Dalavich oakwood in 1986 (left) and in 2014 (right), almost the same spot.
One problem is that in many of the mixtures planted in the 1950s and 1960s the conifers were not thinned out quickly enough, if at all, and the broadleaves were suppressed. However, provided the management can be got right, there is a case for revisiting conifer-broadleaved mixtures for new woodland establishment, even from a biodiversity perspective.
Adjacent stands in Wytham both planted as mixtures in the post-war period, one of which is now pure oak while the other looks from the distance to be mainly conifer (Jones, 1964)
Using a mixture means that a larger total area of woodland can be created with the same number of broadleaved transplants – an important gain if there is concern about the capacity of nurseries to supply British-origin material. The greater suppression by the conifer of the open ground flora might make it easier for woodland flora and shrubs to invade as the faster growing conifer crop is thinned out. The dense foliage of genera such as spruce might provide more cover for small mammals and birds in the early years when the broadleaves are still quite spindly (Trout et al., 2012).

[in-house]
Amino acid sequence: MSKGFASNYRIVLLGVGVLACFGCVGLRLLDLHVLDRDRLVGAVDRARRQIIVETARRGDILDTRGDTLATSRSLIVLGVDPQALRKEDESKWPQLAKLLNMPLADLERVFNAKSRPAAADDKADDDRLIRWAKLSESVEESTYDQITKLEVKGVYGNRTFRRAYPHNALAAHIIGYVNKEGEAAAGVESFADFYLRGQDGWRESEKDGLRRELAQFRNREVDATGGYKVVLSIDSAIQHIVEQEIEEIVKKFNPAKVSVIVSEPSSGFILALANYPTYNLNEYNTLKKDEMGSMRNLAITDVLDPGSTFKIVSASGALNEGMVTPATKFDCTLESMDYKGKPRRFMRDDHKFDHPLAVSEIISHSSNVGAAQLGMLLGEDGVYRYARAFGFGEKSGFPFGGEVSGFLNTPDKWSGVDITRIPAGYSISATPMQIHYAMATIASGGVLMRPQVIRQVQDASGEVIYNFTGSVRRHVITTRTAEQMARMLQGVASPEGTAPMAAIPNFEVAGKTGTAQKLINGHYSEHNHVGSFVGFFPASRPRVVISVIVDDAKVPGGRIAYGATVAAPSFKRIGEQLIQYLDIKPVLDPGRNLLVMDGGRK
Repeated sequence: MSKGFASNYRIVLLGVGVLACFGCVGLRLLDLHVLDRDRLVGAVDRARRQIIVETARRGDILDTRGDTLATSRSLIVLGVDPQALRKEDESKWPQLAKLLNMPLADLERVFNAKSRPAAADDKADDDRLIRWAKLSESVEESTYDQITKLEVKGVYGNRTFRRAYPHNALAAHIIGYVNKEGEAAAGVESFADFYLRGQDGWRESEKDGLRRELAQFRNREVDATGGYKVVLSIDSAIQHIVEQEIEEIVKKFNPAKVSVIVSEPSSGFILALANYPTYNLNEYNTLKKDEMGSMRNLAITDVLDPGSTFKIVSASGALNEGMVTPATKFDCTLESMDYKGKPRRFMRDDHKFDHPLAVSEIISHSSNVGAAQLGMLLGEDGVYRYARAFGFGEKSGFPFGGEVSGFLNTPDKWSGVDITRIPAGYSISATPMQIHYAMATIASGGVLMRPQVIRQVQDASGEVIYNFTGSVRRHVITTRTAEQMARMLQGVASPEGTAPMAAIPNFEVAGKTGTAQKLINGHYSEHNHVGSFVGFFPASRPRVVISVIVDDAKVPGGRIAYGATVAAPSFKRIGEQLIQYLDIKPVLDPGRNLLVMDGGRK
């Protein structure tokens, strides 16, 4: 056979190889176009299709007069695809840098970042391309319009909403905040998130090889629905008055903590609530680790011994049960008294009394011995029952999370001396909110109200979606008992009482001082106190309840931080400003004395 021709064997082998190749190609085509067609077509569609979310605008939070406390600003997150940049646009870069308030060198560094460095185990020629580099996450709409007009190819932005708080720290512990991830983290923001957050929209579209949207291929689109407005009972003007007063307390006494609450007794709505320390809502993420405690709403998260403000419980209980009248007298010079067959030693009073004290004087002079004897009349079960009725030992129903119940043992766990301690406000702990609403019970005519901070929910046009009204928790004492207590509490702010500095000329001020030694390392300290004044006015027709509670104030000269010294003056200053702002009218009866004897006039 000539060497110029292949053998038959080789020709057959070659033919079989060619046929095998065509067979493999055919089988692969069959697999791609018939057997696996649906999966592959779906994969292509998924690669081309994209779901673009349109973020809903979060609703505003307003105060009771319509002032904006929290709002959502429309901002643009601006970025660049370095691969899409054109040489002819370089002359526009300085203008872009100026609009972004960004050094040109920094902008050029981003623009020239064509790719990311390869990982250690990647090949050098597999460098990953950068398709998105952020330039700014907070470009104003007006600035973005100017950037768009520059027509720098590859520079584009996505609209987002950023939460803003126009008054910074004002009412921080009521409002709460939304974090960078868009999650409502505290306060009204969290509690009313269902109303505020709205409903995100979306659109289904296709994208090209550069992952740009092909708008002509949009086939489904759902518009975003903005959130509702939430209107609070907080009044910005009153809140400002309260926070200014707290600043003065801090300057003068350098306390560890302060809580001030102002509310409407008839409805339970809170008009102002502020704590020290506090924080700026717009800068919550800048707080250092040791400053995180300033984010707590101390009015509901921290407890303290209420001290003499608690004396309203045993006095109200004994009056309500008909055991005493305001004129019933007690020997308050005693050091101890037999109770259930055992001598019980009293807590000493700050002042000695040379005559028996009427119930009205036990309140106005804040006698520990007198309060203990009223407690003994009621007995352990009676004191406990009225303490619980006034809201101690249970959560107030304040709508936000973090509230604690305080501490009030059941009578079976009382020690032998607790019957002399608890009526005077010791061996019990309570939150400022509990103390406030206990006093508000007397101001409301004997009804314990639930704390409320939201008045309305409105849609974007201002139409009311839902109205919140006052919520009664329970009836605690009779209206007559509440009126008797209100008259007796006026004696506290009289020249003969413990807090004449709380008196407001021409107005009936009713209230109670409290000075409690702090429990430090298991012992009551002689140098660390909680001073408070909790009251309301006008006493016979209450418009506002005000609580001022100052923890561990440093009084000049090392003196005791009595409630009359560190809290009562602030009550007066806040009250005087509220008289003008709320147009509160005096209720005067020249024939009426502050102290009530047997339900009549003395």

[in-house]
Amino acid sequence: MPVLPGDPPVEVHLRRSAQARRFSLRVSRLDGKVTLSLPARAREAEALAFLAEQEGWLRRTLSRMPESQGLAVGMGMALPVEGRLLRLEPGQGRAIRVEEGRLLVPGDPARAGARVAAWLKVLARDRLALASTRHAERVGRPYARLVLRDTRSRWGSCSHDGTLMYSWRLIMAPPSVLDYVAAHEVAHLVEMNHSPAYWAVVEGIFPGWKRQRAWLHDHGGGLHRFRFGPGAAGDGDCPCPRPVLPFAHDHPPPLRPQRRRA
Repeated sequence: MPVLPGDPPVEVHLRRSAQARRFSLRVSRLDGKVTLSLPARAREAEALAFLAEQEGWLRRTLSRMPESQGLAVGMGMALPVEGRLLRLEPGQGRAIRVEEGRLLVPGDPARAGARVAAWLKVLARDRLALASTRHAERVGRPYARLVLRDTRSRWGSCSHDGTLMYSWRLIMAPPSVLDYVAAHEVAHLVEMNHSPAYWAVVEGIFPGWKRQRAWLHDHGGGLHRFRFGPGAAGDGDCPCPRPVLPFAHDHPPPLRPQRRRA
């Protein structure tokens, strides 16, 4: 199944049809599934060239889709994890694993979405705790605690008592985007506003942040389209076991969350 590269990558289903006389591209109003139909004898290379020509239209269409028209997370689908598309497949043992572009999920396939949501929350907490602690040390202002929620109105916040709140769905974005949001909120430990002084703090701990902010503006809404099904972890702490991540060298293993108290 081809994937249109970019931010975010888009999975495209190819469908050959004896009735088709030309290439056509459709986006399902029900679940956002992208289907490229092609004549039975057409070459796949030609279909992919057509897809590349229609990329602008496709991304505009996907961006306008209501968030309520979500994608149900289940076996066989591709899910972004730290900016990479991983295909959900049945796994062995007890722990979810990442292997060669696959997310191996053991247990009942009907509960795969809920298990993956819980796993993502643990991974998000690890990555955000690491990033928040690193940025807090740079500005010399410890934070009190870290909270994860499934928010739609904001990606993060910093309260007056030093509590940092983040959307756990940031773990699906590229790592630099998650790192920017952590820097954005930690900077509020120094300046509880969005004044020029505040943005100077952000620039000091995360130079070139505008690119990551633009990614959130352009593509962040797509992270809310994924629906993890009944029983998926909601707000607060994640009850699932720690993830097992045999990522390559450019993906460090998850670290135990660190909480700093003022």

Even if there is a biodiversity disbenefit during the mixed stage, this might not persist beyond the fifty-year mark, by which time most of the conifers should have been removed. Any biodiversity disbenefit might also be off-set by other potential gains if mixed crops result in faster early carbon sequestration and improved economic returns from the conifer thinnings, with a larger extent of broadleaved woodland final crop being created.
The twentieth century mixtures were often pyjama stripe row plantings; aesthetically not very pleasing, but they did mean that nowhere was more than a few metres away from the broadleaved part of the crop . Another alternative for 21st century priorities might be to use a different pattern of mixtures, with blocks of conifers, not so much as a nurse crop, but as a temporary component of the new woodland. When these are removed after a few decades (when it is economic to do so) they would leave an open area in which a new crop of broadleaves might be established (through natural regeneration or planting) providing increased age-class and structural diversity, or the cleared area could be left as open space.